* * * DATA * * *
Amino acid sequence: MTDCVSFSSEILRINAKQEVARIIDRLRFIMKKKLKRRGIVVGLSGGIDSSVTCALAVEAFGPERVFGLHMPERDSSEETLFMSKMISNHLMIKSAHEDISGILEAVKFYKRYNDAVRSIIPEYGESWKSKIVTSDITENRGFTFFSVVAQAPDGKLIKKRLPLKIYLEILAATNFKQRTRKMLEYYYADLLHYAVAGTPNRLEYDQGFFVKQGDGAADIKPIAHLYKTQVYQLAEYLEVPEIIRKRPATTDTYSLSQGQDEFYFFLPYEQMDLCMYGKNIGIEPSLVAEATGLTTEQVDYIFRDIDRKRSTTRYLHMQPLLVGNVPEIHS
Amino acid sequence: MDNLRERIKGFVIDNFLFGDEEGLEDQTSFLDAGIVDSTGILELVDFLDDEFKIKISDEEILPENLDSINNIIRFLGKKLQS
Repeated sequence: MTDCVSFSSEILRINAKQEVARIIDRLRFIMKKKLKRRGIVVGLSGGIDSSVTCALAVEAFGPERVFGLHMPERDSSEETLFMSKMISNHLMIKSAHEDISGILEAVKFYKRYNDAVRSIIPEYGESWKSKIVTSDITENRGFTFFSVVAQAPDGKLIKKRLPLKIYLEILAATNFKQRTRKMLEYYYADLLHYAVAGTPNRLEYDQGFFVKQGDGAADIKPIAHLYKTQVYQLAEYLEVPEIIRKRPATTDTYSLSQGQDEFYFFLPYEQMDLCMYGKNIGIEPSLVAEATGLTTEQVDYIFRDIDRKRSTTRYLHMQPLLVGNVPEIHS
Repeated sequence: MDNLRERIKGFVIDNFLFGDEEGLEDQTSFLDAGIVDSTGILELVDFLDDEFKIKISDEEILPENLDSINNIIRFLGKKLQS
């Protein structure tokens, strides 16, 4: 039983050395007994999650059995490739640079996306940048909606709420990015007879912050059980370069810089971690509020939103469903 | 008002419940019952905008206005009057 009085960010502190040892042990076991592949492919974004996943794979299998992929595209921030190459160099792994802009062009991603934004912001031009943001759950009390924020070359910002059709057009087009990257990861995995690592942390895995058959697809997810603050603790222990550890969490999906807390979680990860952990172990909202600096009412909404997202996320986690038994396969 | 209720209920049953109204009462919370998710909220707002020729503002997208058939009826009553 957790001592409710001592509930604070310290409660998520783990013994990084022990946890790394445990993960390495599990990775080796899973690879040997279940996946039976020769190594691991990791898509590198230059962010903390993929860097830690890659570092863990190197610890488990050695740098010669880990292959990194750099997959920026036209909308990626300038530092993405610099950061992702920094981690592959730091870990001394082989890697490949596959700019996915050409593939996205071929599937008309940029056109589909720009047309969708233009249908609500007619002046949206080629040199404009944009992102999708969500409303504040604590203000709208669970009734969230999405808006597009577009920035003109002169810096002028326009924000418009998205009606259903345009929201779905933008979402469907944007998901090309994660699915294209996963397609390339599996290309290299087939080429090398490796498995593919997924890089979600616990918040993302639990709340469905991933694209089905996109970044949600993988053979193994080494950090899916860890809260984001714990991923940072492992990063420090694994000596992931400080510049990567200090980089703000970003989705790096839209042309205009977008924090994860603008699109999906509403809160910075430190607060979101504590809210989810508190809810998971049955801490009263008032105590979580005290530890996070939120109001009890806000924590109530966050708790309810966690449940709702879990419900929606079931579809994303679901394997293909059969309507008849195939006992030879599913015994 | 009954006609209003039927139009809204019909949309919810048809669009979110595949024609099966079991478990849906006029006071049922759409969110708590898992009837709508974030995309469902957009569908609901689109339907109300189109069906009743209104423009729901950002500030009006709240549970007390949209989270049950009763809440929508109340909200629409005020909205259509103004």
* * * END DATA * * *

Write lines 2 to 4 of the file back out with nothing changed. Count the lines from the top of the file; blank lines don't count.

Amino acid sequence: MDNLRERIKGFVIDNFLFGDEEGLEDQTSFLDAGIVDSTGILELVDFLDDEFKIKISDEEILPENLDSINNIIRFLGKKLQS
Repeated sequence: MTDCVSFSSEILRINAKQEVARIIDRLRFIMKKKLKRRGIVVGLSGGIDSSVTCALAVEAFGPERVFGLHMPERDSSEETLFMSKMISNHLMIKSAHEDISGILEAVKFYKRYNDAVRSIIPEYGESWKSKIVTSDITENRGFTFFSVVAQAPDGKLIKKRLPLKIYLEILAATNFKQRTRKMLEYYYADLLHYAVAGTPNRLEYDQGFFVKQGDGAADIKPIAHLYKTQVYQLAEYLEVPEIIRKRPATTDTYSLSQGQDEFYFFLPYEQMDLCMYGKNIGIEPSLVAEATGLTTEQVDYIFRDIDRKRSTTRYLHMQPLLVGNVPEIHS
Repeated sequence: MDNLRERIKGFVIDNFLFGDEEGLEDQTSFLDAGIVDSTGILELVDFLDDEFKIKISDEEILPENLDSINNIIRFLGKKLQS